"The Town and Village should have been included in all discussions as those two entities are in charge of all planning, not the County," said Sigler.
After Monday's announcement Sigler sent a letter asking four questions. He asked whether NYSEG has considered extending the Lansing moratorium on new natural gas customers to the whole county. He also asked how best to revise building codes, challenging the economy of heat pumps and asking for a re-visit the issue of retrofitting the Cayuga Power Plant, and about IDA requirements for using alternative energy on projects that receive consideration from the County on tax abatements or PILOT agreements.
LaVigne also advocates extending the moratorium county-wide, arguing that if all municipalities in the County have 'skin in the game' rather than just Lansing, they may not be so quick to impose new rules that hold up development until cost-effective alternatives are available.
"My opinion is that a lot of politicians are out of touch with people that are in the real world," he says. "Municipalities are a whole different world. They don't suffer the consequences. That's why I am in favor of a county-wide ban on new customers. No expansion whatsoever. Let's go back to the table and see if this is really feasible. When the bigger players get upset I daresay that the bear will be poked and they may not like the results."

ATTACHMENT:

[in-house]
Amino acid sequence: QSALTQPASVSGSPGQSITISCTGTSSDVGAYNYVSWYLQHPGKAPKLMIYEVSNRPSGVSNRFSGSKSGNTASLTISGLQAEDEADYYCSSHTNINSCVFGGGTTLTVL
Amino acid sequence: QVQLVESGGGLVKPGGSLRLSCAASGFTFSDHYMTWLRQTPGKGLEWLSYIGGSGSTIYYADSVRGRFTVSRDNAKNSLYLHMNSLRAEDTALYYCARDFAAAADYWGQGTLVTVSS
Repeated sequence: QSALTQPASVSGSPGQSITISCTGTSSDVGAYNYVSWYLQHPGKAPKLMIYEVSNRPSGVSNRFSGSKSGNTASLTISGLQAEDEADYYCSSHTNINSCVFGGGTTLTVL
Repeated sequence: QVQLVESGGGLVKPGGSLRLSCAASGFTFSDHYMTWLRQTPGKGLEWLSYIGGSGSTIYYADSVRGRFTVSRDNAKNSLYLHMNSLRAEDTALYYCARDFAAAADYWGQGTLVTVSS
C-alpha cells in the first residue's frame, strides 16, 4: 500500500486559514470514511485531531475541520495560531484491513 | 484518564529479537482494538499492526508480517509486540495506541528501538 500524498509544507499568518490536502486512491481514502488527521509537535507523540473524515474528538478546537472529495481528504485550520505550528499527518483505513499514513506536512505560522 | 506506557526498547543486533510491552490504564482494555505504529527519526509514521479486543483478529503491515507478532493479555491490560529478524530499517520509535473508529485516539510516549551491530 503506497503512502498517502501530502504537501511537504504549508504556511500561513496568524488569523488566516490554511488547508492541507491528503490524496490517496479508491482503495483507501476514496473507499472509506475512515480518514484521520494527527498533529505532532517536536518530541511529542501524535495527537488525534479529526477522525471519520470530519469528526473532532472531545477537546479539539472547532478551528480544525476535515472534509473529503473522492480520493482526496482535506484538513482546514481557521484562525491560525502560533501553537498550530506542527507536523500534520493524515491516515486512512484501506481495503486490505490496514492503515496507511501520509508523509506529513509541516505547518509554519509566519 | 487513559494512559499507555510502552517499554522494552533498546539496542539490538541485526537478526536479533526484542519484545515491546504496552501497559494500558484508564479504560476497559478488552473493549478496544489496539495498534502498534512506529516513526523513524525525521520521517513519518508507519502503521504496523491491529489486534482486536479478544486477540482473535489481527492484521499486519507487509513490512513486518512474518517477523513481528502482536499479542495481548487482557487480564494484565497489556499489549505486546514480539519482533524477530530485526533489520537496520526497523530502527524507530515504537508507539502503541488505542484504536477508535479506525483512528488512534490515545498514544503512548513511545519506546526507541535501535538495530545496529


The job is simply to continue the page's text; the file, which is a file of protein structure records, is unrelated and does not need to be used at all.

Caroline Councilwoman Irene Weiser defended the makeup of the task force,
"We recognize that certainly there were concerns from Lansing, but these concerns were county-wide," she explained. "We felt that having TCAD (Tompkins County Area Development) and the Chamber (of Commerce) really addressed business issues county-wide. Also, Martha's position as chair of the Planning and Economic Development committee meant that there was representation for the County in regards to economic development concerns."
Sigler and Kiefer said there should be more Lansing representation as this issue moves forward.
"I think the entire Village Board and Town Board should be involved," Kiefer says.
LaVigne and Lansing Planning Consultant Michael Long say that the issue of bringing natural gas to new customers is not theoretical. 904 housing units that are part of nearly 35 projects are currently either approved or in the process of being approved in Lansing. Most have been approved already, and LaVigne says may of them want natural gas service.
"Nearly 900 houses, apartment units, and commercial businesses projects certainly shows are great needs," Long says.
LaVigne stresses that development is crucial to Lansing, especially in the face of the possible loss of more tax income from the Cayuga Power Plant, which has already lost $100 million in assessed value. He says that he does not oppose alternative energy sources, but it is unfair for Tompkins County people outside of Lansing's borders to impose alternative sources before both the science and economy of them match the price and desirability of natural gas.
"It seems that on the backs of Lansing we may lose a power plant, or its value may be decreased," he says. "How does that affect everyone else? That affects Lansing the most. We will be hurt the most."
NYSEG's proposal is being investigated. Robertson said that if the NYS PSC (Public Service Commission) does not accept it the West Dryden Road pipeline is still being considered. That gives Lansing leaders time to make their case.
"It's at least a matter of financing as something technically feasible," she explained. "The pipeline was part of NYSEG's rate case to the PSC, so that is, right now, the approved approach. If the PSC agrees that the compressor station appears to be feasible, NYSEG will revise its application and put this in as part of the rate case."